Gartner Group has warned Microsoft users not to move over to Windows 2000 for one year because the operating system will not be stable enough.
The software giant will not ship Windows 2000 until the first half of next year, but Thomas Bittman, vice president at Gartner Group, claimed that users should hold off upgrading immediately as it is not expected to be less reliable than NT 4 until the end of 2001.
He said: 'NT isn't the best technology out there and that includes Windows 2000. It is not the only strategic operating system or always the right choice, but it is an important tool and will probably have an important role in the business environment. NT is not the be all and end all, but it does have a role and a purpose.'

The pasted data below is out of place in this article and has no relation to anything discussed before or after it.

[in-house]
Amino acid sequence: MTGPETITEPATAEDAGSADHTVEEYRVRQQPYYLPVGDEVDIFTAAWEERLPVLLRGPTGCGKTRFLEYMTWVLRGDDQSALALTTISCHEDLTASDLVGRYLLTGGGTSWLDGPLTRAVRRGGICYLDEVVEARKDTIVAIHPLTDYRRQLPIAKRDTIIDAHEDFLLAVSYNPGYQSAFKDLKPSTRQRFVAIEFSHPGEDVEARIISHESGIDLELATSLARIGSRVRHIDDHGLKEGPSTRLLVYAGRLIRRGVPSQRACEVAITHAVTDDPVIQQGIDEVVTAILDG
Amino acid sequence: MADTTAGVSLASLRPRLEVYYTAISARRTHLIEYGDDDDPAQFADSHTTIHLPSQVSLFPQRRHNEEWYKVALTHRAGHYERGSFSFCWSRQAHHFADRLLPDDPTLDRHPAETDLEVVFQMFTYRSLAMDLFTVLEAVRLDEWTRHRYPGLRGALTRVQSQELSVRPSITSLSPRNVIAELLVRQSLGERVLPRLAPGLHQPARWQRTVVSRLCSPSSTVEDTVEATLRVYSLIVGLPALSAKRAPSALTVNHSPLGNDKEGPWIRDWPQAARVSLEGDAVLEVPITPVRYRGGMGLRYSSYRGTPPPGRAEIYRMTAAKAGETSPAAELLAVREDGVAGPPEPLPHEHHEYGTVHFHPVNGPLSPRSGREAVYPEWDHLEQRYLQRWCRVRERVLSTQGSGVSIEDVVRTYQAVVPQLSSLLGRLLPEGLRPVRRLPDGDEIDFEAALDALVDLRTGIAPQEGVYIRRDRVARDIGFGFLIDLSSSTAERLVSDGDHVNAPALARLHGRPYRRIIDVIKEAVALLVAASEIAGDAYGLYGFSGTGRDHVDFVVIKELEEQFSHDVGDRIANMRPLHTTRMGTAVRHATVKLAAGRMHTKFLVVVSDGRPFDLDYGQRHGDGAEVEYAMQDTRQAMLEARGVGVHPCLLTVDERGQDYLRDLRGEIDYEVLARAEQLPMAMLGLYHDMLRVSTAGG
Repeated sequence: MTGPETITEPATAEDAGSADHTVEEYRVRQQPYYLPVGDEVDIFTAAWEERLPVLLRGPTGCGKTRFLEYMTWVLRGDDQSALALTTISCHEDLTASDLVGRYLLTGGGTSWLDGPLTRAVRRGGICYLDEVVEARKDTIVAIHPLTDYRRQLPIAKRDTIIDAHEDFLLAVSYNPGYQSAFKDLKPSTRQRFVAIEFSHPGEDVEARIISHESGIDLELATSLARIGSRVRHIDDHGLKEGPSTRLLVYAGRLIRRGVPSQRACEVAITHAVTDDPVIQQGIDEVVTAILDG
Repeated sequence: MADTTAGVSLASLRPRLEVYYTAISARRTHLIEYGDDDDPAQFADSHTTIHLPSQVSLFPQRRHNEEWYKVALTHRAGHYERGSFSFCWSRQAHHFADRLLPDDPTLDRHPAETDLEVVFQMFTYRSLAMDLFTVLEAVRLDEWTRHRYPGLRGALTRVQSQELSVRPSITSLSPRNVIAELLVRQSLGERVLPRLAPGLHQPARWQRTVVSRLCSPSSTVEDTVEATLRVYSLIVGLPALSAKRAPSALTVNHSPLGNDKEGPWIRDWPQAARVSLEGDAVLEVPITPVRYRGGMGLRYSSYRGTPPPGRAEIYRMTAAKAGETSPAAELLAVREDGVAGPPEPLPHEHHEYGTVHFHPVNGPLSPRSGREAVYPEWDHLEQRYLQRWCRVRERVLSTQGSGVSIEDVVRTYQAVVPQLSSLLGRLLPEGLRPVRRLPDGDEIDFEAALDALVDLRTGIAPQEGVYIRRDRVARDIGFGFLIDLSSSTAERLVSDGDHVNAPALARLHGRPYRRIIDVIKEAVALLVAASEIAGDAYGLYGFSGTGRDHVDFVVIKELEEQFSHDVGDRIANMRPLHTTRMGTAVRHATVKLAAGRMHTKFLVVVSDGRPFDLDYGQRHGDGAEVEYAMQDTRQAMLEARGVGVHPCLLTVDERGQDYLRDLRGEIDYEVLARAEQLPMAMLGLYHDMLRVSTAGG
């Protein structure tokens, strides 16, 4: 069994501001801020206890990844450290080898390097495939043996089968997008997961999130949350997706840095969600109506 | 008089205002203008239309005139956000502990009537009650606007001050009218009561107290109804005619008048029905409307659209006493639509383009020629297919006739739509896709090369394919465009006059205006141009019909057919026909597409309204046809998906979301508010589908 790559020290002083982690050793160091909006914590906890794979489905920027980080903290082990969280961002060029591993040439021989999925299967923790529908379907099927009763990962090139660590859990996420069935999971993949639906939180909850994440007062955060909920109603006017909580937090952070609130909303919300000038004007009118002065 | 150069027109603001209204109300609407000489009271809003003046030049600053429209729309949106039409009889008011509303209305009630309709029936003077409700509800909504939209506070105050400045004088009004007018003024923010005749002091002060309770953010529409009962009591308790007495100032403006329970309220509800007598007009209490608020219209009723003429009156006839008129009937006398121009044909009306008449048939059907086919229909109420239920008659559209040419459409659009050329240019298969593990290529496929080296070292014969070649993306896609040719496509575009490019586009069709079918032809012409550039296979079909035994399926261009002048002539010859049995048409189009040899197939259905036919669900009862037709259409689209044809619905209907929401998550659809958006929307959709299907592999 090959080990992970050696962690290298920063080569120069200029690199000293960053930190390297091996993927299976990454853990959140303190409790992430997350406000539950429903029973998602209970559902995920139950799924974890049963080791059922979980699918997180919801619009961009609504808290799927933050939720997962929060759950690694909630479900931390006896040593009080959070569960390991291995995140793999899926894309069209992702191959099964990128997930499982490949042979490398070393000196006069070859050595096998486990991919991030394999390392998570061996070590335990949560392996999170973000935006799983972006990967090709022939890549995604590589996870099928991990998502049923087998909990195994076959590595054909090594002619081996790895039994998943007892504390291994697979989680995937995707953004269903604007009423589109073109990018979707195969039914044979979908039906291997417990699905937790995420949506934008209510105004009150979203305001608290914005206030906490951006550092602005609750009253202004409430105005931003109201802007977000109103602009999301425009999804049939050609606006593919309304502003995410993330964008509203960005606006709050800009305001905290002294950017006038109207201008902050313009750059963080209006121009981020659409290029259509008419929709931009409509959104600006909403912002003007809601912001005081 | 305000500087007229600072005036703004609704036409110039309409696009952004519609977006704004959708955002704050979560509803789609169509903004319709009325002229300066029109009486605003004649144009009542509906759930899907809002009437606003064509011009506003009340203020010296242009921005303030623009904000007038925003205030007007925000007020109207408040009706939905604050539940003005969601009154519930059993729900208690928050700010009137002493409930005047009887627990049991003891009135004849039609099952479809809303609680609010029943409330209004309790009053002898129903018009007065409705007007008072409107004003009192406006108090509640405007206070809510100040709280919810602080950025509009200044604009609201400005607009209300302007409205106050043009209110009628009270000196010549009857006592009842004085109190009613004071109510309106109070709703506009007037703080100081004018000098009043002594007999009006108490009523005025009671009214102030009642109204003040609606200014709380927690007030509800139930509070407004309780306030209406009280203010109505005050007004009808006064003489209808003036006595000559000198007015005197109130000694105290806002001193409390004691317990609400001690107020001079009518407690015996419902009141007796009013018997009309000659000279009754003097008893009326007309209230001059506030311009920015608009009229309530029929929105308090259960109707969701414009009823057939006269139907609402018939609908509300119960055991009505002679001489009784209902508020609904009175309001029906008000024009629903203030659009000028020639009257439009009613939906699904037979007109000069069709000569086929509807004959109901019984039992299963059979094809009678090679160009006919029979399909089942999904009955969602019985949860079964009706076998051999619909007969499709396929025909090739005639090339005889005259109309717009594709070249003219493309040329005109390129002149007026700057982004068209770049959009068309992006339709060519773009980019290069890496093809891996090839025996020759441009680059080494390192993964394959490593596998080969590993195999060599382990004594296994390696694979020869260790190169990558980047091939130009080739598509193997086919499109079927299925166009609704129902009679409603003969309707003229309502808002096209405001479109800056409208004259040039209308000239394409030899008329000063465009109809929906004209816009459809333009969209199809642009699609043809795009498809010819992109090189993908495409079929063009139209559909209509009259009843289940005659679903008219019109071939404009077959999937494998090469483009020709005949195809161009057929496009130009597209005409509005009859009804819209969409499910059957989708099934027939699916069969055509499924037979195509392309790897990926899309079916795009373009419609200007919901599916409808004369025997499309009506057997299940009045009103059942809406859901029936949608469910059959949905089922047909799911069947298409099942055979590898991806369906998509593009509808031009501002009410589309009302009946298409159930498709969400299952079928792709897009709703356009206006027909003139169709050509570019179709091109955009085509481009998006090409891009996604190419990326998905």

Bittman argued that the market perception of NT was about two years behind the reality and it was still much less performant than Unix, particularly in terms of stability, but also with regard to high availability, failover and clustering.
There were also a lack of skills available, which would come to a peak by 2001, when businesses would find themselves losing one staff member for each two they trained. The situation could become a significant inhibitor to growth by 2003, Bittman said.
Finally, Microsoft and its ISVs still had an immature attitude towards business customers, tending to focus on speed to market rather than quality.
Bittman recommended that they always check out references before implementing the operating system rather than becoming reference customers themselves.
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